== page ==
The generic term “neurodegenerative diseases” refers to a broad group of brain diseases with highly diverse neuropathological and clinical manifestations. These can affect movement, language, memory , reasoning, and many other abilities, resulting in a progressive loss of autonomy.
The complexity of this type of disease is related to the complexity of the brain , which governs our lives. In this article we will provide basic information and we will talk about some of the most frequent, taking Alzheimer’s as the main reference.
The causes and evolution of neurodegenerative diseases
In most cases, the causes that trigger the neurodegenerative process are unknown . In some diseases, genetic mutations are known that are directly attributed to the cause of the disease (what is often identified as “inherited”), such as Huntington’s disease.
In most cases, as is the case with Alzheimer‘s, genetics may have an influence as a risk factor , but it is not decisive . In Alzheimer‘s, genetics is only decisive in very rare cases in which the disease is caused by a genetic mutation. The research seeks to advance the knowledge of how genetic susceptibility interacts with environmental and lifestyle factors to modulate the risk of developing these diseases.
Another of the common features of neurodegenerative diseases, as we know happens in Alzheimer‘s disease thanks to research, is the existence of a long period prior to the manifestation of the first symptoms . In other words, a preclinical, silent phase , in which brain changes are produced that go unnoticed until the symptoms begin, which will develop in a cascade for years.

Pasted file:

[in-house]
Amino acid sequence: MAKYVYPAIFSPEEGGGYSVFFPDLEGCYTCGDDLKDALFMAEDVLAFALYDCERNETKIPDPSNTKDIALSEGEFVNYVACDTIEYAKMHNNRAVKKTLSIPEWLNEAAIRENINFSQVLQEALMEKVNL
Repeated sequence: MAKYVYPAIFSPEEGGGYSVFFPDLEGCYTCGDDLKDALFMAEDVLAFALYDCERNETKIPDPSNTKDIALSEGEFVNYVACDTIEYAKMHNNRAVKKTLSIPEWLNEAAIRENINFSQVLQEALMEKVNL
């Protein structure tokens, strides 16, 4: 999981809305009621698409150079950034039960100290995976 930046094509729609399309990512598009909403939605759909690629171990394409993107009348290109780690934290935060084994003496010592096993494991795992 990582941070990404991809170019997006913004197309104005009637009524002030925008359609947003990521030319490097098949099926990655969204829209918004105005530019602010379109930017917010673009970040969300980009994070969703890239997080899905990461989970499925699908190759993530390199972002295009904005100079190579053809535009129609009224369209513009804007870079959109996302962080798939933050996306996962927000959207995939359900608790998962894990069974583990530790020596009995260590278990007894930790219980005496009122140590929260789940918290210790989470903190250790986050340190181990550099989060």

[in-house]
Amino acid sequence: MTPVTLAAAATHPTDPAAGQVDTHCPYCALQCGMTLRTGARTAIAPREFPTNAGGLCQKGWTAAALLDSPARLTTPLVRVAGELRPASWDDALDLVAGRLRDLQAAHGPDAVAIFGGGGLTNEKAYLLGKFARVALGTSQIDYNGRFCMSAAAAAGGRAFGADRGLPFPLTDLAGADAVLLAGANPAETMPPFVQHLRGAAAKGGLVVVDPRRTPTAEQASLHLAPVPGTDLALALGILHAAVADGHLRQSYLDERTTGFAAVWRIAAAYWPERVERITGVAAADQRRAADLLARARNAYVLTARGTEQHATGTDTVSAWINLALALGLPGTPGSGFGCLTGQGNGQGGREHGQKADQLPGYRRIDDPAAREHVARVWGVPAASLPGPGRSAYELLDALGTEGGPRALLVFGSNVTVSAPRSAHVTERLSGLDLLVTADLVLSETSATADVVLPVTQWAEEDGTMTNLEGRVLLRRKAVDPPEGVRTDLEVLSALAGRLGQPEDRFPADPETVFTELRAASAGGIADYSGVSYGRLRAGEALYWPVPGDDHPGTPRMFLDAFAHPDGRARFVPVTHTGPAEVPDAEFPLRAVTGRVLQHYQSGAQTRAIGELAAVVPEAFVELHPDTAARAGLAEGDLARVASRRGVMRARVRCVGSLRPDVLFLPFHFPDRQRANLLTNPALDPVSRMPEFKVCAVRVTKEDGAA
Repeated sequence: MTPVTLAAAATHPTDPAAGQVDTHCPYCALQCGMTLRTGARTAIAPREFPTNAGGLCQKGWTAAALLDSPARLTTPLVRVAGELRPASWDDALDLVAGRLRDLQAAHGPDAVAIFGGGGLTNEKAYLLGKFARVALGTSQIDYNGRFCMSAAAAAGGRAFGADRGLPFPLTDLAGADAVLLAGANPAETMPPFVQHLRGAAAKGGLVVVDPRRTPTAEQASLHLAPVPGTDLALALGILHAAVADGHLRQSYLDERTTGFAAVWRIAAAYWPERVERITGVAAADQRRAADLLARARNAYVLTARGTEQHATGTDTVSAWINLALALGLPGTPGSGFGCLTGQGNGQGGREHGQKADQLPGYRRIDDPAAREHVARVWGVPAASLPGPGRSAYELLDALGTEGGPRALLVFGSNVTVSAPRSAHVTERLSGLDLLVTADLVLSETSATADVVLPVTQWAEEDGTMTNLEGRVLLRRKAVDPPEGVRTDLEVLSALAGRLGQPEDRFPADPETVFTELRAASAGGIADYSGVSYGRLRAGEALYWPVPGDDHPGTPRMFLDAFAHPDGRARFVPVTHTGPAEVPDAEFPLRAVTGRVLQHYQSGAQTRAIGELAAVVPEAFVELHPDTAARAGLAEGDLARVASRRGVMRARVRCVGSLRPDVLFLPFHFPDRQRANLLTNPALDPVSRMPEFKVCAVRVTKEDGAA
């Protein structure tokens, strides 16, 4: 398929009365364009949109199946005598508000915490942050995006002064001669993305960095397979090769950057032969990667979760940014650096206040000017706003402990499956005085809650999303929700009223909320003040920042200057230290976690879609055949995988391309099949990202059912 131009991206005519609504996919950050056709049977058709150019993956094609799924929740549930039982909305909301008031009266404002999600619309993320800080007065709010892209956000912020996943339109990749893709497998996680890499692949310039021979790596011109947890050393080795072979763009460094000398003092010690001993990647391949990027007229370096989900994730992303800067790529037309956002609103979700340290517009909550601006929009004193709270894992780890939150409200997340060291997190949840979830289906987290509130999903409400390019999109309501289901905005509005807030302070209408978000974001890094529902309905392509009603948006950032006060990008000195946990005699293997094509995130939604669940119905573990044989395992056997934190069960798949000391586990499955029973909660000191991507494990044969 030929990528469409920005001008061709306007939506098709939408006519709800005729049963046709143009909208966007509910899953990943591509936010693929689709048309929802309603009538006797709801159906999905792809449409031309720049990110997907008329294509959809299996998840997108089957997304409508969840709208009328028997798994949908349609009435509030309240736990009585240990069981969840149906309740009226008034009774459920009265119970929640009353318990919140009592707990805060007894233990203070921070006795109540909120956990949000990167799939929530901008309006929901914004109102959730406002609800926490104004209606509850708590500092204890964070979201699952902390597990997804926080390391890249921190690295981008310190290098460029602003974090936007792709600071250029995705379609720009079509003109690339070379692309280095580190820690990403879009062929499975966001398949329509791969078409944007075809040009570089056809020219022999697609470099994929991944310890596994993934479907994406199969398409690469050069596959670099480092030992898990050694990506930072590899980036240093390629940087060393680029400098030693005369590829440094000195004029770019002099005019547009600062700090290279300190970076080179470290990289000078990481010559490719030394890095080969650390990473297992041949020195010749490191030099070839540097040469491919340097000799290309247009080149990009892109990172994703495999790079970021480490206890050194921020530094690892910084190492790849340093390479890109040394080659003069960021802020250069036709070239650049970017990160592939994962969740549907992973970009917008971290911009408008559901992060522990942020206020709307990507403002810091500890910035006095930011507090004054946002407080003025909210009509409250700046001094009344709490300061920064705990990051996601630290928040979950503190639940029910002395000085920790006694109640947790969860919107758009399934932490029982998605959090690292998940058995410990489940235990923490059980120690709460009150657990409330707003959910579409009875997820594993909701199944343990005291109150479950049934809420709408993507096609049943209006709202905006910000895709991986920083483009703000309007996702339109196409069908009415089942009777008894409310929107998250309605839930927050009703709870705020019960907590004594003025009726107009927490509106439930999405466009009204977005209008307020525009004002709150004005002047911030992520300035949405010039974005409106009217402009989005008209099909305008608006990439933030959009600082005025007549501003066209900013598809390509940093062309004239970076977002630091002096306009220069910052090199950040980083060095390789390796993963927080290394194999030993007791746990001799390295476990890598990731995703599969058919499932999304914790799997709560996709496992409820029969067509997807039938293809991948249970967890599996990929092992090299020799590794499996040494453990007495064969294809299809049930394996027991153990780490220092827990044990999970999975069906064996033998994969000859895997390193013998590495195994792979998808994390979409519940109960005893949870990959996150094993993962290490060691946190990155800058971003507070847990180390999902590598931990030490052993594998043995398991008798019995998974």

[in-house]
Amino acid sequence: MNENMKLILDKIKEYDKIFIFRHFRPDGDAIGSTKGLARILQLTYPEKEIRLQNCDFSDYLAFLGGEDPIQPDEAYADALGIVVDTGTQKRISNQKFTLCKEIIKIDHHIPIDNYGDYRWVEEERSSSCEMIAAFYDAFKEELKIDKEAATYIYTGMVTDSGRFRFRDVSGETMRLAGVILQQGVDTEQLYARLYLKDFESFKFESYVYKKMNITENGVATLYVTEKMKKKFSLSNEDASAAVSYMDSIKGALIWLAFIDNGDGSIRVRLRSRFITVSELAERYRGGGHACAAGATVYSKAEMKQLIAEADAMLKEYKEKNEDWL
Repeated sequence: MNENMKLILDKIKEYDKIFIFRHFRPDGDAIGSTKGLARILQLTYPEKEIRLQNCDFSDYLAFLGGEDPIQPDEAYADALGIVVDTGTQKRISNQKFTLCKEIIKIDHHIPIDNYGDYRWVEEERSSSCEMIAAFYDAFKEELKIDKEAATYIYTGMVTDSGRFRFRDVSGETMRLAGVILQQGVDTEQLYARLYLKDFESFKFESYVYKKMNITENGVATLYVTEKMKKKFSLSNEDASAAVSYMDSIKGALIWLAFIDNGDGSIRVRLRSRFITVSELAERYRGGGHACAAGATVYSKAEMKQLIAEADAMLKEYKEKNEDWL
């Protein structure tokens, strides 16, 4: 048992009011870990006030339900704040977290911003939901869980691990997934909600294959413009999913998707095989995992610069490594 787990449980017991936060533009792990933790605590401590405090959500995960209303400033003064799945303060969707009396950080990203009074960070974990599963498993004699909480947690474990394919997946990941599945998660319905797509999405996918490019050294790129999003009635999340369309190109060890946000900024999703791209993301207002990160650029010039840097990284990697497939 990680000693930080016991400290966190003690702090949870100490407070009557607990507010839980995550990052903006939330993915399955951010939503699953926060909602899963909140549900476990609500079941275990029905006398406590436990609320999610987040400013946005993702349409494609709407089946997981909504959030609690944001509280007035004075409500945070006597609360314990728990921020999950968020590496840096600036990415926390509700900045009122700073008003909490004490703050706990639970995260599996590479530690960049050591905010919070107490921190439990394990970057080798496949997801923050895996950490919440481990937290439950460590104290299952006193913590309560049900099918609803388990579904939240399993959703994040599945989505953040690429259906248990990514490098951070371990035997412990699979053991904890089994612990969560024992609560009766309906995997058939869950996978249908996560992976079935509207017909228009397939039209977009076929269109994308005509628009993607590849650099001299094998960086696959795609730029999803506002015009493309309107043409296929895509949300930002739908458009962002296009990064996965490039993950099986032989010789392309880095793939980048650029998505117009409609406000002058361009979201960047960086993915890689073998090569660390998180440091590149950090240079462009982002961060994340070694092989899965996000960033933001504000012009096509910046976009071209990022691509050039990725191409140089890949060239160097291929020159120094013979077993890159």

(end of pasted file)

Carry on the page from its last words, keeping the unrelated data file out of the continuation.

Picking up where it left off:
The evolution time and life expectancy after the onset of symptoms is highly variable, both between different neurodegenerative diseases and within one, and can be up to 20 years or more.
All these diseases, regardless of their particular characteristics, lead to a progressive disability and consequent dependence on third parties , which results in the need for someone to take care of the needs of the person with Alzheimer‘s, that is, a caregiver who also will require help and guidance to minimize the frequent feeling of overload .
In addition, neurodegenerative diseases are currently irreversible . Existing treatments alleviate the symptoms and allow a better quality of life, but they do not cure .
Types of Neurodegenerative Diseases
Amyotrophic Lateral Sclerosis (ALS)
transmissible spongiform encephalopathy
Spinal Muscular Atrophy
Some neurodegenerative diseases
It is estimated that there are a few hundred neurodegenerative diseases, with frequent overlapping of clinical and neuropathological characteristics among many of them, which entails, as we have commented, significant difficulties in classifying and accurately diagnosing them in many cases. The two most frequent neurodegenerative diseases are, in this order, Alzheimer’s and Parkinson’s diseases . Of them and of three others, much less frequent, but well known, we offer here their main characteristics:
Alzheimer ‘s is the most frequent neurodegenerative disease and the main cause of dementia. The different types of dementia depend on the cause that originates it and, for this reason, dementia due to Alzheimer‘s disease is the best known.
Alzheimer‘s disease involves a set of cognitive and behavioral symptoms with a clear functional impact, progressively reducing the autonomy of the person who suffers from it.